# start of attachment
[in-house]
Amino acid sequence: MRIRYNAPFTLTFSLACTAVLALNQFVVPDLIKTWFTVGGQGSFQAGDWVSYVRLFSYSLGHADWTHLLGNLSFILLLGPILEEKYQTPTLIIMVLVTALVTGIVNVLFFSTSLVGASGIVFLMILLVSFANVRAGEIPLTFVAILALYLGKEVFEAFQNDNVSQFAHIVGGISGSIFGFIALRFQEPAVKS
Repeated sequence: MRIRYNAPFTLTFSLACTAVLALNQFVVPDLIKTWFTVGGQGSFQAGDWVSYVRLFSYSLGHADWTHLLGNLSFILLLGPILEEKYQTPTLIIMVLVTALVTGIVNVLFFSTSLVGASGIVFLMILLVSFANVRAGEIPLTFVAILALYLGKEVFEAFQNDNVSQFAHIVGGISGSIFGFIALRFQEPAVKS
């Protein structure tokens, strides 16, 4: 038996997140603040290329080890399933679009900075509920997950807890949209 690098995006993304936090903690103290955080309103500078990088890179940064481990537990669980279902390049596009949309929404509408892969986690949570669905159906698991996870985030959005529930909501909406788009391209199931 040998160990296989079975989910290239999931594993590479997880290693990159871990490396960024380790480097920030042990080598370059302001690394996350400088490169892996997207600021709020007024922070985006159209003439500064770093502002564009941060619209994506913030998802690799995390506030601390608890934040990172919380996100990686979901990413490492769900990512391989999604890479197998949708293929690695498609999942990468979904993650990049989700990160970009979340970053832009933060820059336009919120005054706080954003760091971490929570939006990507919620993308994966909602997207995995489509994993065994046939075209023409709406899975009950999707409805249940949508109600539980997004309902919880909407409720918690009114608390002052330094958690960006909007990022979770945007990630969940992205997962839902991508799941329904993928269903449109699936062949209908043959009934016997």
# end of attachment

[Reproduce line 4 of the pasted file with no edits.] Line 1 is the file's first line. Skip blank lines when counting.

């Protein structure tokens, strides 16, 4: 038996997140603040290329080890399933679009900075509920997950807890949209 690098995006993304936090903690103290955080309103500078990088890179940064481990537990669980279902390049596009949309929404509408892969986690949570669905159906698991996870985030959005529930909501909406788009391209199931 040998160990296989079975989910290239999931594993590479997880290693990159871990490396960024380790480097920030042990080598370059302001690394996350400088490169892996997207600021709020007024922070985006159209003439500064770093502002564009941060619209994506913030998802690799995390506030601390608890934040990172919380996100990686979901990413490492769900990512391989999604890479197998949708293929690695498609999942990468979904993650990049989700990160970009979340970053832009933060820059336009919120005054706080954003760091971490929570939006990507919620993308994966909602997207995995489509994993065994046939075209023409709406899975009950999707409805249940949508109600539980997004309902919880909407409720918690009114608390002052330094958690960006909007990022979770945007990630969940992205997962839902991508799941329904993928269903449109699936062949209908043959009934016997």